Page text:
Guys, do you ever get tired of being the go-to muscle? (a bit long)

I can’t count the number of times I’ve helped friends move, I do that gladly though, that’s what friends are for right? Other forms of heavy lifting, various home repair, tree related yard work, some hauling of junk, have all been things I’ve been asked to help with. I don’t have any problem with helping. When it gets excessive in terms of frequency or level of labor, I start feeling not as willing to help.

I’ve helped friends move into third story apartments with heavy furniture, I’ve helped people move in the hottest August weather, and once in the dead cold of February (I was only wearing a t-shirt, I was that over heated). I’m no stranger to discomfort, and I’m happy to help ease the burden of my friends. Usually.

My friend calls me tonight and asks if I’m doing anything. There were a few plans that fell through at the last moment, so said no. He asked if I could help him with something. I said sure, what do you need help with. He said he needed someone to hold up the drywall while he screwed it into the studs. I said ok. How much drywall do you need to hang? Enough to cover the basement.

That was shaping up to be a decent amount of work. I still agreed to do it. He called later and asked if I could stop by his place at nine pm. I had obligations that were remnant from the previous ones that didn’t materialize, so we agreed to do it another time.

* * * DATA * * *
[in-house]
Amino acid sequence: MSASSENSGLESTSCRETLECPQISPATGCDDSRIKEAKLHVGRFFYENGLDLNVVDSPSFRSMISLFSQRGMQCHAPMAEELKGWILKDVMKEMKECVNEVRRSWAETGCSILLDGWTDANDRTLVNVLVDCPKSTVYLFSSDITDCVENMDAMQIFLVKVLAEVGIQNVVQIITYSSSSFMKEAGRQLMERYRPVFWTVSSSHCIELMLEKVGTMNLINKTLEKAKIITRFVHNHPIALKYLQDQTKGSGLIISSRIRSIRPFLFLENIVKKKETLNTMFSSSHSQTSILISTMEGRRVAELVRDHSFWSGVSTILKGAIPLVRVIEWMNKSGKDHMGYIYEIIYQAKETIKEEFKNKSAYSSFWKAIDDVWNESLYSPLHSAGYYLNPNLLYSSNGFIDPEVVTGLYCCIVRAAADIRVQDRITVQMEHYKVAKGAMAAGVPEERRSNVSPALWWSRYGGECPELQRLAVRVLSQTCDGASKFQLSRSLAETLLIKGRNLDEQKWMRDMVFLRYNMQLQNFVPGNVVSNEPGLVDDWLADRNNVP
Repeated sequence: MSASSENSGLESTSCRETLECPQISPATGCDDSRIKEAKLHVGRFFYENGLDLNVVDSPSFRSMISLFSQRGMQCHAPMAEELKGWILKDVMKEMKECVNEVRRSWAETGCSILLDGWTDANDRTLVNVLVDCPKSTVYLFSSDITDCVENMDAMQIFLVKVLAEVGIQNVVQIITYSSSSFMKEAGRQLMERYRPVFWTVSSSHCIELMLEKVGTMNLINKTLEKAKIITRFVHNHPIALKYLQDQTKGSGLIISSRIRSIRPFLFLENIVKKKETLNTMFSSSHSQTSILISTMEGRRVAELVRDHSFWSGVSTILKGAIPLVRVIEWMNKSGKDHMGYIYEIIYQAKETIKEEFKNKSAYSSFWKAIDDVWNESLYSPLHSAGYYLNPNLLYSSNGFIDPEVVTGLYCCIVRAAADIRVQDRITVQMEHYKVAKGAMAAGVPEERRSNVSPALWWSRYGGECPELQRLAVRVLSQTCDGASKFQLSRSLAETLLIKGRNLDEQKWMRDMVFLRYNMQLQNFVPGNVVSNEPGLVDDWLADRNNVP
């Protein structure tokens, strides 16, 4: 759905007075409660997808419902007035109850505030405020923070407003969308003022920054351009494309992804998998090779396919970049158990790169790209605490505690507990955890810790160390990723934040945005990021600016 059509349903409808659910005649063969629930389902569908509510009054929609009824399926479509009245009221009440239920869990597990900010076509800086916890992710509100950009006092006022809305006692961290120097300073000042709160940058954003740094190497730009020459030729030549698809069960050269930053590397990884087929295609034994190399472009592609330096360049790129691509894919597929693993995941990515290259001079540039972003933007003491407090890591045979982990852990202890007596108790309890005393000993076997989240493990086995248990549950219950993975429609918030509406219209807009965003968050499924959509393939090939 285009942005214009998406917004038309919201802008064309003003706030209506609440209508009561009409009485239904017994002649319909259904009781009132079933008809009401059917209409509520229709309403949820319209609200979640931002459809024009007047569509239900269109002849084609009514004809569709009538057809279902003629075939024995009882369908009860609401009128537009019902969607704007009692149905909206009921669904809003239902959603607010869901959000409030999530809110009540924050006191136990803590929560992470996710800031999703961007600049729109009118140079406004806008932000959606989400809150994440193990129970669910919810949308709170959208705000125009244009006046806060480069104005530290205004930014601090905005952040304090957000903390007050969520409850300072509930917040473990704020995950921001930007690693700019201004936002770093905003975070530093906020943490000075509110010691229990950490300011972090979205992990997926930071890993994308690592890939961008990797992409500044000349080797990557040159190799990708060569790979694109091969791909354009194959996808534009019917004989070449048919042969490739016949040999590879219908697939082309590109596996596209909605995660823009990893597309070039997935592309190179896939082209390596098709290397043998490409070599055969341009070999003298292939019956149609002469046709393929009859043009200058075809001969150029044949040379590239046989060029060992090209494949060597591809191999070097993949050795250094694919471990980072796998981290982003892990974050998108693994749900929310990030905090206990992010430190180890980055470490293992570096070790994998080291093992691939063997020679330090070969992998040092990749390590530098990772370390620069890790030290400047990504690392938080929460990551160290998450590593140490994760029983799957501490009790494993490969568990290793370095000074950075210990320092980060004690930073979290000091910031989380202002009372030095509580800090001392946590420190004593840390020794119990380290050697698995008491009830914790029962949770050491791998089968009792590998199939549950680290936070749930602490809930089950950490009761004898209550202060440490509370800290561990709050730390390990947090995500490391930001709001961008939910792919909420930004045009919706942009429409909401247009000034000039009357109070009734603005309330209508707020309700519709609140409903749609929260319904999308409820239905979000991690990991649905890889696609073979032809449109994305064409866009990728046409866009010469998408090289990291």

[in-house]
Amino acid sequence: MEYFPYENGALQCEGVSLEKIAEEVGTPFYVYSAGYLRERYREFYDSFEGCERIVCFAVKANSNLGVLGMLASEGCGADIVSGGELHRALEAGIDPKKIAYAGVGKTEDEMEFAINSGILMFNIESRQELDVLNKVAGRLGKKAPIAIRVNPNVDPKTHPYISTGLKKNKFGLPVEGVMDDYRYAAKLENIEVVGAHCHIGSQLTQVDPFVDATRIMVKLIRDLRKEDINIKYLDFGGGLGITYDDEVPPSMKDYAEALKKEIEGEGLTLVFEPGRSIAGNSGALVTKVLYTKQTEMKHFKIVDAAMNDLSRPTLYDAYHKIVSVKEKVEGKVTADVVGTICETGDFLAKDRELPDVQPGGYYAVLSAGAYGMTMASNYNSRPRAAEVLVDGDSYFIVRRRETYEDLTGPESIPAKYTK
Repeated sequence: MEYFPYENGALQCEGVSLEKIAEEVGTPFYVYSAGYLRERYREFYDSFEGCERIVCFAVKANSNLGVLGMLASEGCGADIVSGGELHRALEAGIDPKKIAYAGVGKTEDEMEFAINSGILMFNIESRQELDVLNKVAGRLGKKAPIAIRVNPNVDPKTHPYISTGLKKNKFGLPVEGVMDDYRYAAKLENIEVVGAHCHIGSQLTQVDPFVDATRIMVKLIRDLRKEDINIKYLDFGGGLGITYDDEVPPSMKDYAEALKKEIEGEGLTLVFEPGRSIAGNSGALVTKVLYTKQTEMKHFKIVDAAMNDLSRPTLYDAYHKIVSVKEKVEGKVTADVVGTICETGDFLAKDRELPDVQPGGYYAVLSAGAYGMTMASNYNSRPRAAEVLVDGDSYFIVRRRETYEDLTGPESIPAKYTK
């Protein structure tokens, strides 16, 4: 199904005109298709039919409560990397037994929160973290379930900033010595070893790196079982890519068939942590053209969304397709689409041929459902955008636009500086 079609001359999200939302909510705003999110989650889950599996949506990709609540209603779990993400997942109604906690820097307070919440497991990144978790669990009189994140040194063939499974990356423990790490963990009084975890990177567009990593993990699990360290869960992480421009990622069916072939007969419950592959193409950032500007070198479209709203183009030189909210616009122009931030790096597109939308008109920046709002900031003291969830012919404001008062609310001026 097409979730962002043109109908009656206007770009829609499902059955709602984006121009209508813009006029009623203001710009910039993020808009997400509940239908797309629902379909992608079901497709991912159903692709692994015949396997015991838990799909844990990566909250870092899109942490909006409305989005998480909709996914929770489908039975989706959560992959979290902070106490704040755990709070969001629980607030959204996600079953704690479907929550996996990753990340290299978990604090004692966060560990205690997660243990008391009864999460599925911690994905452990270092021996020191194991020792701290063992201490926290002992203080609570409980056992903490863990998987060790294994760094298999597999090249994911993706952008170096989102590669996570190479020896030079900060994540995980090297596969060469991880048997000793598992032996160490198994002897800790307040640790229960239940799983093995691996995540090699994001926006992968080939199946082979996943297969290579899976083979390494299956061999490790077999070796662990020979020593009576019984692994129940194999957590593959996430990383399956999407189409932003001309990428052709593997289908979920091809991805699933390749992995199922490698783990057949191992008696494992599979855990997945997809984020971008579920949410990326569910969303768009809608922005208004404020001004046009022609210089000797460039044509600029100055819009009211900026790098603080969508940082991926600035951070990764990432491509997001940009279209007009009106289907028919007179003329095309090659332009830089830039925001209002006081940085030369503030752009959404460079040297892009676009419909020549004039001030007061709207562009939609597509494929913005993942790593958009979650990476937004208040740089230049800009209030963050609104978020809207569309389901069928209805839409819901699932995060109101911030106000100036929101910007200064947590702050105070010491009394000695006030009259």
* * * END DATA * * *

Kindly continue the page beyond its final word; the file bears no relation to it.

I can’t believe I agreed to do it, given my schedule for the next day. Get up early, drive down to OSU campus, find a parking spot, trek to the stadium, leave right after the game, try to make it to band practice on time, then be at the bar where our gig is just a couple hours later. From 8am to at least 1am, I had about an hour or so where I wasn’t busy with something. Granted, three of those hours would be watching the Buckeyes pound the Akron Zips, but I’d still most likely be standing the whole time.

I’ve known this guy for almost 14 years. I hired him the first time we met, he helped me get a job when we saw each other several years later, and I helped him get his current job. We’ve done numerous things as friends, but he tends to stay at home most of the time. Occasionally he’ll ask if I want to see a Blue Jackets game or something like that. It’s just that the last time he called me was to help him move a dozen or so solid steel I beams, from outside his house into his basement all without scratching anything. They were ten feet long, not an easy task. Hell he’s in MUCH better shape than I am, and he was asking for a break first. Now, the “favor” is hanging drywall. I know full well that I’ll get a “thanks” at the end of it. Were this an isolated incident, I’d just chalk it up to doing what friends are supposed to do.